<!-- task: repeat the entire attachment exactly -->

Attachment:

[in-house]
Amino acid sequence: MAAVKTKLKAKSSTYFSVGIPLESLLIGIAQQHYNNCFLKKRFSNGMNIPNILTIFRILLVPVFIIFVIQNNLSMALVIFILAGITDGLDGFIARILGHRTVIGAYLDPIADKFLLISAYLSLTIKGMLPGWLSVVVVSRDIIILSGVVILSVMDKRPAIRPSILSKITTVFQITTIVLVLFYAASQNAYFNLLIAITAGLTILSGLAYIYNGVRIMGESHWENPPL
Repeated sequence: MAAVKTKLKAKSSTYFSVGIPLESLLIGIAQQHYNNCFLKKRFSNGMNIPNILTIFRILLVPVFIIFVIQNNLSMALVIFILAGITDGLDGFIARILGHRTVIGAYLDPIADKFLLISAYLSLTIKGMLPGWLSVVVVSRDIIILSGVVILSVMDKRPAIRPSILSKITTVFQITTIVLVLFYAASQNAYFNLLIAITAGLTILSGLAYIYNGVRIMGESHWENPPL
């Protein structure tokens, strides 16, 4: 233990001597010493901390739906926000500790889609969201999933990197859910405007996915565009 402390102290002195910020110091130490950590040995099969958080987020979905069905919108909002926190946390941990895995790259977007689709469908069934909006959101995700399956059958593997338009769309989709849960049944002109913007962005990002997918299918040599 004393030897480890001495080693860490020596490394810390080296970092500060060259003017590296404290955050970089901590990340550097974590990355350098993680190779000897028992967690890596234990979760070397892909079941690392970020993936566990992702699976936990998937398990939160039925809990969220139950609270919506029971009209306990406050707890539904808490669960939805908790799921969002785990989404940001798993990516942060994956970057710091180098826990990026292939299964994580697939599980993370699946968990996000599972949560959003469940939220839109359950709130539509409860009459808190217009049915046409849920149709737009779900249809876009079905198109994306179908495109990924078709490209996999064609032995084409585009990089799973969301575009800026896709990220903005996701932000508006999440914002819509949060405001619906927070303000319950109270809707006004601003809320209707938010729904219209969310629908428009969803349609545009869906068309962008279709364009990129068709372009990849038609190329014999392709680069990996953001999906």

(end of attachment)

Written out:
[in-house]
Amino acid sequence: MAAVKTKLKAKSSTYFSVGIPLESLLIGIAQQHYNNCFLKKRFSNGMNIPNILTIFRILLVPVFIIFVIQNNLSMALVIFILAGITDGLDGFIARILGHRTVIGAYLDPIADKFLLISAYLSLTIKGMLPGWLSVVVVSRDIIILSGVVILSVMDKRPAIRPSILSKITTVFQITTIVLVLFYAASQNAYFNLLIAITAGLTILSGLAYIYNGVRIMGESHWENPPL
Repeated sequence: MAAVKTKLKAKSSTYFSVGIPLESLLIGIAQQHYNNCFLKKRFSNGMNIPNILTIFRILLVPVFIIFVIQNNLSMALVIFILAGITDGLDGFIARILGHRTVIGAYLDPIADKFLLISAYLSLTIKGMLPGWLSVVVVSRDIIILSGVVILSVMDKRPAIRPSILSKITTVFQITTIVLVLFYAASQNAYFNLLIAITAGLTILSGLAYIYNGVRIMGESHWENPPL
């Protein structure tokens, strides 16, 4: 233990001597010493901390739906926000500790889609969201999933990197859910405007996915565009 402390102290002195910020110091130490950590040995099969958080987020979905069905919108909002926190946390941990895995790259977007689709469908069934909006959101995700399956059958593997338009769309989709849960049944002109913007962005990002997918299918040599 004393030897480890001495080693860490020596490394810390080296970092500060060259003017590296404290955050970089901590990340550097974590990355350098993680190779000897028992967690890596234990979760070397892909079941690392970020993936566990992702699976936990998937398990939160039925809990969220139950609270919506029971009209306990406050707890539904808490669960939805908790799921969002785990989404940001798993990516942060994956970057710091180098826990990026292939299964994580697939599980993370699946968990996000599972949560959003469940939220839109359950709130539509409860009459808190217009049915046409849920149709737009779900249809876009079905198109994306179908495109990924078709490209996999064609032995084409585009990089799973969301575009800026896709990220903005996701932000508006999440914002819509949060405001619906927070303000319950109270809707006004601003809320209707938010729904219209969310629908428009969803349609545009869906068309962008279709364009990129068709372009990849038609190329014999392709680069990996953001999906």